Ok, now let’s look at the Troll on the bass. The ribbon sits two inches or less from the top of the bass, directly adjacent to this big “hot spot” under the bridge. It’s figure 8 polar pattern rejects sources originating 90 degrees off axis to the ribbon (the null donut!), in this case the FF holes and other instruments in the room. Because a ribbon mic is a pressure gradient transducer, proximity effect boosts low frequency response when the mic is used very close to a source. Combining these two elements creates a tradeoff. The problems inherent with micing FF holes are eliminated, and proximity effect makes up for the low end lost by “ignoring” them. The result is a very natural balance between definition and bottom. All this is maintained in careful balance because the mic moves with the bass. This usage exploits the inherent qualities of a ribbon mic effectively, and even uses one of it’s so called “limitations” to our advantage!

How does phantom power damage ribbon microphones?

This seems to be a subject shrouded in mystery and misunderstanding.  The following is a careful description of the issue, oriented for those with some technical knowledge, but without a college degree in electrical engineering.  (people like me!)  Phantom power is 48 volts direct current, applied to both legs of a balanced audio connection.  In a transformer coupled ribbon microphone,  these legs correspond to the secondary or output coil of the transformer.  Since a transformer will not pass DC current in either direction, this 48VDC will not affect the primary (input) coil.   However, if for any reason the voltage from either side of the secondary coil is shorted to ground, the result is alternating current, which will pass the transformer, and effect the ribbon.  This stretches the ribbon beyond its normal range of motion. The result is not usually a mic that stops working completely, but one that looses its ribbon tension, and therefore its proper frequency response.

Phantom power can reach the ribbon for a number of reasons. The easiest way this can happen is if a connection is made or broken with a TRS type connector, like those used in a patchbay. If this connection is made while +48VDC is present, the connections are made in series, rather than all at once, and thus one side of the balanced connection is momentarily shorted to ground.  Another way this can occur is if a cable or connector somewhere in the chain is miswired.  There are several practical ways to prevent damage. One is to prevent a ribbon mic from ever being connected to phantom. Then next is to make sure phantom is off before making any connections. Once everything is properly connected (no miswired cables or connectors), one can be sure that the +48 will not escape to ground and cause AC, and phantom power can be added safely.   Probably the most effective solution is to use a device like the FEThead, which both adds much needed gain to the signal, and prevents the current from reaching the mic altogether. To summarize, phantom power will not automatically damage a ribbon mic, but by connecting the two,  a momentary short of the proper connections will definitely cause damage. The FEThead is a wonderful solution, and is highly recommended if phantom power is unavoidable. By adding this unit, the Troll effectively becomes an active microphone.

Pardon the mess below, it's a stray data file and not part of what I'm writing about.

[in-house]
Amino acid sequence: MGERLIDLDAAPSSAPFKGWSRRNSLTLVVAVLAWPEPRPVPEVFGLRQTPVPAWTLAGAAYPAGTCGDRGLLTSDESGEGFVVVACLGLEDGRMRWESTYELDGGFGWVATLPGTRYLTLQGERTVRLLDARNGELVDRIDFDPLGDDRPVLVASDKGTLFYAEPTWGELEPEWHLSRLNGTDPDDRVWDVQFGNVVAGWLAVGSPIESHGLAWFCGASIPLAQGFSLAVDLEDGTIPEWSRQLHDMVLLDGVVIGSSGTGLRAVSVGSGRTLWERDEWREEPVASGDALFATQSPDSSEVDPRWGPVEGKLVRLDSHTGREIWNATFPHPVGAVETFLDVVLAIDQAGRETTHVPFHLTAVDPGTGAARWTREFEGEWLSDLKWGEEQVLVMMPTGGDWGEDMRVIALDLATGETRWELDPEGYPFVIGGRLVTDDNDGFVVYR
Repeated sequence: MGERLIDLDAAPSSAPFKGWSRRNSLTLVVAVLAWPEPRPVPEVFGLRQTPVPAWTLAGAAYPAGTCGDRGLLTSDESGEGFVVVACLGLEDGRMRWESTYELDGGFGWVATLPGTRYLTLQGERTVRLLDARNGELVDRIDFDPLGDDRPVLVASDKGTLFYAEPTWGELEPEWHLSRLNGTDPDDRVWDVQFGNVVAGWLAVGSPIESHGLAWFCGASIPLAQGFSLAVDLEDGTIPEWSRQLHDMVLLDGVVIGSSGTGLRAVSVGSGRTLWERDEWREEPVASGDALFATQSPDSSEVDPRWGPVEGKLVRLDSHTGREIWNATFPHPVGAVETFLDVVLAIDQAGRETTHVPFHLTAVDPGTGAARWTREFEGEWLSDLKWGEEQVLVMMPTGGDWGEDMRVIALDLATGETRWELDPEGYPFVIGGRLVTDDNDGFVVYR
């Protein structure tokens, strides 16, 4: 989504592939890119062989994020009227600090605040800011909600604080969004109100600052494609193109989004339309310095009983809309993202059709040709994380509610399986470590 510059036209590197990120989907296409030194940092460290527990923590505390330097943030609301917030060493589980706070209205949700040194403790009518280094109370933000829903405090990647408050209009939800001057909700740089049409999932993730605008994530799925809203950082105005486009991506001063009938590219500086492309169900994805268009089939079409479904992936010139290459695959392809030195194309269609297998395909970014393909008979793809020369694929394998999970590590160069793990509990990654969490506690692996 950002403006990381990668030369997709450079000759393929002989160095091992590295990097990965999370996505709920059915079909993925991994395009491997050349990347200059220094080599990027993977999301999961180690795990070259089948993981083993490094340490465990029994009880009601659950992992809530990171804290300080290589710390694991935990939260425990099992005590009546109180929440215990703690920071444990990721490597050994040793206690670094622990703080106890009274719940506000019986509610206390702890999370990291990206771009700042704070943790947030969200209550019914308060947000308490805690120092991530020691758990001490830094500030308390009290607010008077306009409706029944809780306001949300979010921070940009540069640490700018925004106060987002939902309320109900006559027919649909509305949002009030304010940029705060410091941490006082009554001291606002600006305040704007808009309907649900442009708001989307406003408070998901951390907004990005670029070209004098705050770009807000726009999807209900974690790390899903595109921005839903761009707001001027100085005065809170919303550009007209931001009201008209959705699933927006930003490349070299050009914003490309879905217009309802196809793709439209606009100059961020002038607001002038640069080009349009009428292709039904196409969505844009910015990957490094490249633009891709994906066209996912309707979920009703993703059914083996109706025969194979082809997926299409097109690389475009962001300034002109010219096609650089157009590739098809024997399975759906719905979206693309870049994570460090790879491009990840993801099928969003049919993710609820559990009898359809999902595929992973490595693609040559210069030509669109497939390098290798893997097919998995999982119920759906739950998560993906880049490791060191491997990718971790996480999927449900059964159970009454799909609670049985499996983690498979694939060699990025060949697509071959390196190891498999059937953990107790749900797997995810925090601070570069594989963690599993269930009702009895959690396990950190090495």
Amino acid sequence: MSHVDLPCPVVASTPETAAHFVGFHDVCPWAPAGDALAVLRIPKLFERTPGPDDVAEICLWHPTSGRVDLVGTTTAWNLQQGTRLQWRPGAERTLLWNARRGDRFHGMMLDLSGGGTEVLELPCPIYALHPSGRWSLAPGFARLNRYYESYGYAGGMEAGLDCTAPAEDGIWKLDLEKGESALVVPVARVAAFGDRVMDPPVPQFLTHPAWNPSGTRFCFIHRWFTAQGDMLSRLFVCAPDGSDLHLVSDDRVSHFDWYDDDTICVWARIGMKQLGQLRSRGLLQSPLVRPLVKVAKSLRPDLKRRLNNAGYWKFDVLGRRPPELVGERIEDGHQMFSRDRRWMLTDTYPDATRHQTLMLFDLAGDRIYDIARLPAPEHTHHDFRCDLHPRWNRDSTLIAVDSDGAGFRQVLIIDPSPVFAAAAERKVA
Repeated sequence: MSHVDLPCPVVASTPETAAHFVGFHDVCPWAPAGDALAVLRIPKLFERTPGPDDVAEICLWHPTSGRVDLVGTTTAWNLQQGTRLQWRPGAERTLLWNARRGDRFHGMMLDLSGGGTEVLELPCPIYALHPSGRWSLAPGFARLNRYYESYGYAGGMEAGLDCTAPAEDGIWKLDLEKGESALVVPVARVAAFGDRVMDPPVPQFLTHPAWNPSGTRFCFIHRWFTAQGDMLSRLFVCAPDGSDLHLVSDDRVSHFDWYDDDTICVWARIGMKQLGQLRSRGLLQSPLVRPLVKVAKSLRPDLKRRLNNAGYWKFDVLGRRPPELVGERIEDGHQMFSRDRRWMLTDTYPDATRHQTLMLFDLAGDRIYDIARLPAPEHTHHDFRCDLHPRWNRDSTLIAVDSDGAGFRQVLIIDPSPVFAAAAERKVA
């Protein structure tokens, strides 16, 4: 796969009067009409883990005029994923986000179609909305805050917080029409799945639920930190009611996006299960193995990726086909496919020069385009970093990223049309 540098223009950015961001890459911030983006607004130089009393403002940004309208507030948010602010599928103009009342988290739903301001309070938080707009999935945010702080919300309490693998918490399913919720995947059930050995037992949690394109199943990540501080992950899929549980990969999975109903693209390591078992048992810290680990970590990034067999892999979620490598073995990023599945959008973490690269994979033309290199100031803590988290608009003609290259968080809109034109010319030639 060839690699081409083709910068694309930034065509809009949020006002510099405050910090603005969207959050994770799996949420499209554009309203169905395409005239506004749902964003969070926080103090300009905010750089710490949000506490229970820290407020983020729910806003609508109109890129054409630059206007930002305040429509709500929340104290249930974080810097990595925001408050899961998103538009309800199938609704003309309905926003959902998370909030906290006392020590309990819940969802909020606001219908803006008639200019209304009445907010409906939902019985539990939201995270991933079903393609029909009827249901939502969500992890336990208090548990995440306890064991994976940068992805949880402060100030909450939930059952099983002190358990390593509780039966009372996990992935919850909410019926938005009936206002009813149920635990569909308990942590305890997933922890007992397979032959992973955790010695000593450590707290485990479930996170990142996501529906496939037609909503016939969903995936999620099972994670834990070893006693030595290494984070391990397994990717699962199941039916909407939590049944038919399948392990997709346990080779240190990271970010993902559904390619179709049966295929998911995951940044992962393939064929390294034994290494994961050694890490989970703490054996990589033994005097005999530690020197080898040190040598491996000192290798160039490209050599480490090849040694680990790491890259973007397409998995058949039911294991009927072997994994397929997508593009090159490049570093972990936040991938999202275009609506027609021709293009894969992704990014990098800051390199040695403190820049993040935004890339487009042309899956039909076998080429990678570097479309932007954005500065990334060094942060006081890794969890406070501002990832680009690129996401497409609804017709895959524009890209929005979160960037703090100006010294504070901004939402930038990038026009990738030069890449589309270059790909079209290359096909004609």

How to use the Troll for other instruments:

Using a common spring type microphone clip , the troll can be effectively shock mounted. Simply clamp the mic into the clip with the external windscreen in place, in between the mic body and the clip. The foam buffers vibration between the stand and the mic. Next, use the reusable zip tie to secure the XLR connector to the mic stand. This isolates the mic from cable handling noise. This is obviously low tech, but effective for live use or project recording. Be imaginative, and share the results! It’s highly unlikely that anyone will be injured by experimenting with microphone techniques.